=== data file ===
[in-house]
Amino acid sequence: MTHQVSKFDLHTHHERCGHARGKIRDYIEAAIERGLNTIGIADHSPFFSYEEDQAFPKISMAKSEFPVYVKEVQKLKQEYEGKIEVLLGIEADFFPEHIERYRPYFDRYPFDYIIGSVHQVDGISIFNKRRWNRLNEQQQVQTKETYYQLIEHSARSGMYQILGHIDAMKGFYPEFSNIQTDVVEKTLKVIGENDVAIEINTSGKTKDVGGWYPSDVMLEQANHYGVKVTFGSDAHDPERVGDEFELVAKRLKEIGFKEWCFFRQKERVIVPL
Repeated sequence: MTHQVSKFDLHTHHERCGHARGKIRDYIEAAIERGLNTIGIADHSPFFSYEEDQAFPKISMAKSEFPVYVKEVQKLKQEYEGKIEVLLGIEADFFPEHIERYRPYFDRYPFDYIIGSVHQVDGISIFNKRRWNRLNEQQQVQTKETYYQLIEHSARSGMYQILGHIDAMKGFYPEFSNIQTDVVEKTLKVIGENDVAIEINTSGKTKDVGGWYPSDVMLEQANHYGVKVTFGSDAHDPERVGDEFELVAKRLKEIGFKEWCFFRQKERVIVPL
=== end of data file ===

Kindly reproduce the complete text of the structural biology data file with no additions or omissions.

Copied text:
[in-house]
Amino acid sequence: MTHQVSKFDLHTHHERCGHARGKIRDYIEAAIERGLNTIGIADHSPFFSYEEDQAFPKISMAKSEFPVYVKEVQKLKQEYEGKIEVLLGIEADFFPEHIERYRPYFDRYPFDYIIGSVHQVDGISIFNKRRWNRLNEQQQVQTKETYYQLIEHSARSGMYQILGHIDAMKGFYPEFSNIQTDVVEKTLKVIGENDVAIEINTSGKTKDVGGWYPSDVMLEQANHYGVKVTFGSDAHDPERVGDEFELVAKRLKEIGFKEWCFFRQKERVIVPL
Repeated sequence: MTHQVSKFDLHTHHERCGHARGKIRDYIEAAIERGLNTIGIADHSPFFSYEEDQAFPKISMAKSEFPVYVKEVQKLKQEYEGKIEVLLGIEADFFPEHIERYRPYFDRYPFDYIIGSVHQVDGISIFNKRRWNRLNEQQQVQTKETYYQLIEHSARSGMYQILGHIDAMKGFYPEFSNIQTDVVEKTLKVIGENDVAIEINTSGKTKDVGGWYPSDVMLEQANHYGVKVTFGSDAHDPERVGDEFELVAKRLKEIGFKEWCFFRQKERVIVPL